Office Space in Town Monument Coworking Offices – London

  • Client Office Space in Town,
  • size 66,894 sqft
  • Year 2015
  • Location United Kingdom, London, England,
  • Industry Coworking,
  • Peldon Rose has designed a new shared office space for Office Space in Town by Customs House and Old Billingsgate Fish Market overlooking The Thames, Tower Bridge and The Shard in London.

    Led by office interior design business Peldon Rose, the building was stripped back to shell and core, and extra space added with a new reception entrance and café roof terrace.

    To celebrate its location, the design is striking nautically, inspired by the glamorous interiors of Sunseeker yachts. The nautical theme spans the entire seven floors, with strong sea colours applied to carpets and surfaces, striking themed wall graphics, knotted ropes to create individual spaces and bespoke works of art. The new 1,810 sq ft reception features a 10m white boat shaped reception desk, suspended propellers and two acrylic wall-mounted, back-lit boat hulls. The design colour palette is a nautical blue and white and light floors in through extensive use of glass and four Barrisol stretched canvass veiling light panels.

    In addition to fully-fitted galley-style tea points and hidden meeting pods, there are 15 nautical inspired rooms that hold from 4 to 100 people. The themed meeting rooms each have a distinct personality and include The Keel, The Hull, Masters Cabin, Saloon Room, The Engine Room and The Anchor Room (which can hold up to 100 people).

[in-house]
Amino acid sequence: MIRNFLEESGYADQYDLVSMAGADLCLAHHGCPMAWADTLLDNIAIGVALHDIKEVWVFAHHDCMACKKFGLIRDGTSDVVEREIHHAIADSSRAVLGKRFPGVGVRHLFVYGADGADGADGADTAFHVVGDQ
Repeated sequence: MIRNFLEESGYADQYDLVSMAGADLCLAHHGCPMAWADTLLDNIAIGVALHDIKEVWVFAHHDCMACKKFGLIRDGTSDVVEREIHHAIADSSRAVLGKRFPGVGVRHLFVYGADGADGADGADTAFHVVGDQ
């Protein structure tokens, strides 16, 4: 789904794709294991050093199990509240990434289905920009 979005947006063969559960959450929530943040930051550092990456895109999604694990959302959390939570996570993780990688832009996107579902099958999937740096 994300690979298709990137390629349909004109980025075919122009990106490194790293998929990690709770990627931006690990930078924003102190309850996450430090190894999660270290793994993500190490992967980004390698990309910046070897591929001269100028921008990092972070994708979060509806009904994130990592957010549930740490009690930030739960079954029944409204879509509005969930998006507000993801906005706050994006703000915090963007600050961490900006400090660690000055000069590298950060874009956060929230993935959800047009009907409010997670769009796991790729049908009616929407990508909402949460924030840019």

In total there are 708 workstations in the serviced office space located over six floors, divided to create a wide range of options for clients to select from.

    Undoubtedly the ‘pièce de résistance’ is the new cafe roof terrace on the newly created 7th floor. Here there is a fully operational cafe with generous indoor and outdoor seating. Overlooking The Thames, it has views of HMS Belfast, Tower Bridge and The Shard, this space is truly inspirational.

    Design: Peldon Rose
    Photography: Matthew Beedle